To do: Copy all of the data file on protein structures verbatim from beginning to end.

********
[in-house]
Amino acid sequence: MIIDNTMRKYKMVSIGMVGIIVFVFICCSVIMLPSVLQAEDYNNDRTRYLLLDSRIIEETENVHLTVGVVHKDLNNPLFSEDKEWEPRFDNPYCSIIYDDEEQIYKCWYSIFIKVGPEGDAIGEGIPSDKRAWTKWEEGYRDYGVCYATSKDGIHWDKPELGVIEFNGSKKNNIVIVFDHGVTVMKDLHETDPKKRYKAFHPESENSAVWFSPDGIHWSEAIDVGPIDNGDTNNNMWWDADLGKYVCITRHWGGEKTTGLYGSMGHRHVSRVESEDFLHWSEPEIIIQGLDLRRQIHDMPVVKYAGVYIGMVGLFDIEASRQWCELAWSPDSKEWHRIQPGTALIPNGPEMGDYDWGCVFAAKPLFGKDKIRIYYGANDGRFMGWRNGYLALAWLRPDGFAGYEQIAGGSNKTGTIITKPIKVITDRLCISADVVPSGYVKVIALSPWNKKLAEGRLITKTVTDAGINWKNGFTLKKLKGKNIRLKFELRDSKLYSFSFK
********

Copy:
[in-house]
Amino acid sequence: MIIDNTMRKYKMVSIGMVGIIVFVFICCSVIMLPSVLQAEDYNNDRTRYLLLDSRIIEETENVHLTVGVVHKDLNNPLFSEDKEWEPRFDNPYCSIIYDDEEQIYKCWYSIFIKVGPEGDAIGEGIPSDKRAWTKWEEGYRDYGVCYATSKDGIHWDKPELGVIEFNGSKKNNIVIVFDHGVTVMKDLHETDPKKRYKAFHPESENSAVWFSPDGIHWSEAIDVGPIDNGDTNNNMWWDADLGKYVCITRHWGGEKTTGLYGSMGHRHVSRVESEDFLHWSEPEIIIQGLDLRRQIHDMPVVKYAGVYIGMVGLFDIEASRQWCELAWSPDSKEWHRIQPGTALIPNGPEMGDYDWGCVFAAKPLFGKDKIRIYYGANDGRFMGWRNGYLALAWLRPDGFAGYEQIAGGSNKTGTIITKPIKVITDRLCISADVVPSGYVKVIALSPWNKKLAEGRLITKTVTDAGINWKNGFTLKKLKGKNIRLKFELRDSKLYSFSFK